EMC moves for dismissal under Rule 12(b)(6) of the Federal Rules of Civil Procedure for “failure to state a claim upon which relief can be granted.” Fed.R.Civ.P. 12(b)(6). Dismissal under Rule 12(b)(6) “can be based on the lack of a cognizable legal theory or the absence of sufficient facts alleged under a cognizable legal theory.” Balistreri v. Pacifica Police Dep't, 901 F.2d 696, 699 (9th Cir. 1988), as amended. To survive a Rule 12(b)(6) motion to dismiss, “a complaint must contain sufficient factual matter, accepted as true, to ‘state a claim to relief that is plausible on its face.'” Ashcroft v. Iqbal, 556 U.S. 662, 678 (2009) (quoting Bell Atl. Corp. v. Twombly, 550 U.S. 544, 570 (2007)). In other words, the complaint's “non-conclusory factual content, and reasonable inferences from that content, must be plausibly suggestive of a claim entitling the plaintiff to relief.” Moss v. U.S. Secret Serv., 572 F.3d 962, 969 (9th Cir. 2009) (internal quotation omitted). “A claim has facial plausibility when the plaintiff pleads factual content that allows the court to draw the reasonable inference that the defendant is liable for the misconduct alleged.” Iqbal, 556 U.S. at 678. “Threadbare recitals of the elements of a cause of action, supported by mere conclusory statements, do not suffice.” Id.

         A court evaluating a motion to dismiss must view the allegations of a complaint “in the light most favorable to the plaintiff.” Abramson v. Brownstein, 897 F.2d 389, 391 (9th Cir. 1990). All well-pleaded factual allegations of the complaint must be accepted as true, although the same does not apply to legal conclusions couched as factual allegations. Iqbal, 556 U.S. at 678-79.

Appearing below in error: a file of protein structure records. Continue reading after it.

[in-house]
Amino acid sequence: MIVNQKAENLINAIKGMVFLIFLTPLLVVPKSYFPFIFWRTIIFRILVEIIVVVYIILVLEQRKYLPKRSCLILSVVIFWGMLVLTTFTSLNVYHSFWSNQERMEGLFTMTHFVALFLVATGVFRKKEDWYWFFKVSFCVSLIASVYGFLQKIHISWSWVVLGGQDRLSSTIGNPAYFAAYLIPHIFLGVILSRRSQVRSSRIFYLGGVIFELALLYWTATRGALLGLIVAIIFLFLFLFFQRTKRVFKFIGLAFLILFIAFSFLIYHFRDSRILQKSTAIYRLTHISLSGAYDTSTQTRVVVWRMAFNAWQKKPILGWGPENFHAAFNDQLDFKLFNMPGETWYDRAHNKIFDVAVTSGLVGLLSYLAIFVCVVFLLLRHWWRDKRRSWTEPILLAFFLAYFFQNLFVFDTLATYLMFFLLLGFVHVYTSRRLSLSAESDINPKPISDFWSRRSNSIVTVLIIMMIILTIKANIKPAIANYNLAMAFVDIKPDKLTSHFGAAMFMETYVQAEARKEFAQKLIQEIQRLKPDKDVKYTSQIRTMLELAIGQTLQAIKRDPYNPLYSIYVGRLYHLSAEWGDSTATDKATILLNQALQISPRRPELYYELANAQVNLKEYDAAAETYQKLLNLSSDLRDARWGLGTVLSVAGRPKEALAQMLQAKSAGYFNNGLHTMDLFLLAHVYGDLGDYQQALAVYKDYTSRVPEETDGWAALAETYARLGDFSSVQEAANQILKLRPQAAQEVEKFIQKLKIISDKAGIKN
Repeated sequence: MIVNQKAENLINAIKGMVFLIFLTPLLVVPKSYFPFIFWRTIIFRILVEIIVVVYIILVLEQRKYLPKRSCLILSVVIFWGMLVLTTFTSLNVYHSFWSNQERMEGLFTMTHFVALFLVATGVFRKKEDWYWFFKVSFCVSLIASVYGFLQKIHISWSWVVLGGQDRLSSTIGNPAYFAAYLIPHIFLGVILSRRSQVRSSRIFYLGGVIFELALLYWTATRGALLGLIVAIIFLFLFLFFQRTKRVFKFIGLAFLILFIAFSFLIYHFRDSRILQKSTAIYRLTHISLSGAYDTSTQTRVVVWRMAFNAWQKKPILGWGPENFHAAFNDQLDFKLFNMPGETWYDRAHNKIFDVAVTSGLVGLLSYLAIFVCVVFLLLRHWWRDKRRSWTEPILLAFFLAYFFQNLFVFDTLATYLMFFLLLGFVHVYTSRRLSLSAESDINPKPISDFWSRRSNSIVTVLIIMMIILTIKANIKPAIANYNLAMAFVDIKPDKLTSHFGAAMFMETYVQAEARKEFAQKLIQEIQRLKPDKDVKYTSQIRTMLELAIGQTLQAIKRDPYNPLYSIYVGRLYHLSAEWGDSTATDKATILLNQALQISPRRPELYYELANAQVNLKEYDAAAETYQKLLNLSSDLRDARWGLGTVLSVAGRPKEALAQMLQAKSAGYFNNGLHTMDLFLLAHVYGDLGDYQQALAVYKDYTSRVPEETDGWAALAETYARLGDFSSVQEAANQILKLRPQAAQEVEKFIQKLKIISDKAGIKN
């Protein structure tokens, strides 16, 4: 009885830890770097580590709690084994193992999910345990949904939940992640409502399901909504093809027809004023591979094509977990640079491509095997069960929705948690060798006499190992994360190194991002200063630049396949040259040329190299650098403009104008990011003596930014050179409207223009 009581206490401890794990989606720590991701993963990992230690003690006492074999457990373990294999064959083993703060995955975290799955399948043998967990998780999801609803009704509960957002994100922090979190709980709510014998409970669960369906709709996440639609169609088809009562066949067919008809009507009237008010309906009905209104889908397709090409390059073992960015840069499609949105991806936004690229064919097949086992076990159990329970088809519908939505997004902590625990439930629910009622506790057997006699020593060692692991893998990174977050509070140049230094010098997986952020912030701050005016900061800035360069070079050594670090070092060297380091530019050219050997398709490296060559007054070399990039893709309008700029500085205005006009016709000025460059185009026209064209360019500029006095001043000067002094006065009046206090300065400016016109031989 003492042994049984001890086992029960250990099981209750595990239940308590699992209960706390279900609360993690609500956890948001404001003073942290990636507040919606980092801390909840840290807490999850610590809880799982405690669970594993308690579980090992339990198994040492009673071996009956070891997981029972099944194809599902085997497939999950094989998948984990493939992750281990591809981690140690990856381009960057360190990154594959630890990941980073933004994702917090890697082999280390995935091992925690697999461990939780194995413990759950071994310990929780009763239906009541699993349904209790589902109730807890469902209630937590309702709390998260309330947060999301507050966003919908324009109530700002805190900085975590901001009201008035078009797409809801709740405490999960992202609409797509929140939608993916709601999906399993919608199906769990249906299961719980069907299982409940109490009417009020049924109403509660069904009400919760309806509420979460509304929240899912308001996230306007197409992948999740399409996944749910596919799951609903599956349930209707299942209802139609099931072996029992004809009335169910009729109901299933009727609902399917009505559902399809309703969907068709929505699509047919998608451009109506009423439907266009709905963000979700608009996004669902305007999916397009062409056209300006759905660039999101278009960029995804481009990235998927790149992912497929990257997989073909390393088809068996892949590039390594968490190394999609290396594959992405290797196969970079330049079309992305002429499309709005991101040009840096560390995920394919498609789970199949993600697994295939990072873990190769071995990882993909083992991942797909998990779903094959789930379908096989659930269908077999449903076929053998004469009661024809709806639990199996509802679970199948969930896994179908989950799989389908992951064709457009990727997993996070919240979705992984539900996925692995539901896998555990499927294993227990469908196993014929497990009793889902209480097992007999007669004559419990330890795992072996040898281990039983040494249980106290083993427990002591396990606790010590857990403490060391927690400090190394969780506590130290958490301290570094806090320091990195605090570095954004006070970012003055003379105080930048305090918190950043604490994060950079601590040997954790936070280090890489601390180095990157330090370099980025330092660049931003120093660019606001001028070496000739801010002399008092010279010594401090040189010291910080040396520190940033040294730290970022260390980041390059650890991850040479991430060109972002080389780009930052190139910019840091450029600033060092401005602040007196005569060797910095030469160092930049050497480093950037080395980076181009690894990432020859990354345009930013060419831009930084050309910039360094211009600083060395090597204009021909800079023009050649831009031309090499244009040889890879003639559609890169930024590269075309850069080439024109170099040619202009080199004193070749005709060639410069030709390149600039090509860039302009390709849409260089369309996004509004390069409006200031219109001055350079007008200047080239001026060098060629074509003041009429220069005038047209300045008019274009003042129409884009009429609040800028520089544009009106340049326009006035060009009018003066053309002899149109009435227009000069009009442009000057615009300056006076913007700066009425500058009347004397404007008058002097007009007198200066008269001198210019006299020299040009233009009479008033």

The court ordinarily may not consider evidence outside the pleadings in ruling on a Rule 12(b)(6) motion to dismiss. See United States v. Ritchie, 342 F.3d 903, 907 (9th Cir. 2003). “A court may, however, consider certain materials-documents attached to the complaint, documents incorporated by reference in the complaint, or matters of judicial notice-without converting the motion to dismiss into a motion for summary judgment.” Id. at 908. A document is considered incorporated by reference into a complaint “if the plaintiff refers extensively to the document or the document forms the basis of the plaintiff's claims.” Id.

         III. Discussion

         EMC seeks dismissal of Raygarr's claims for breach of contract, negligent misrepresentation, negligent claim handling, and equitable estoppel. (Doc. 7 at 1.) EMC argues that the claims for negligent claim handling and equitable estoppel are not cognizable under Arizona law, and that the claims for breach of contract and negligent misrepresentation are not supported by the factual allegations of Raygarr's Complaint. (Id.)

         A. ...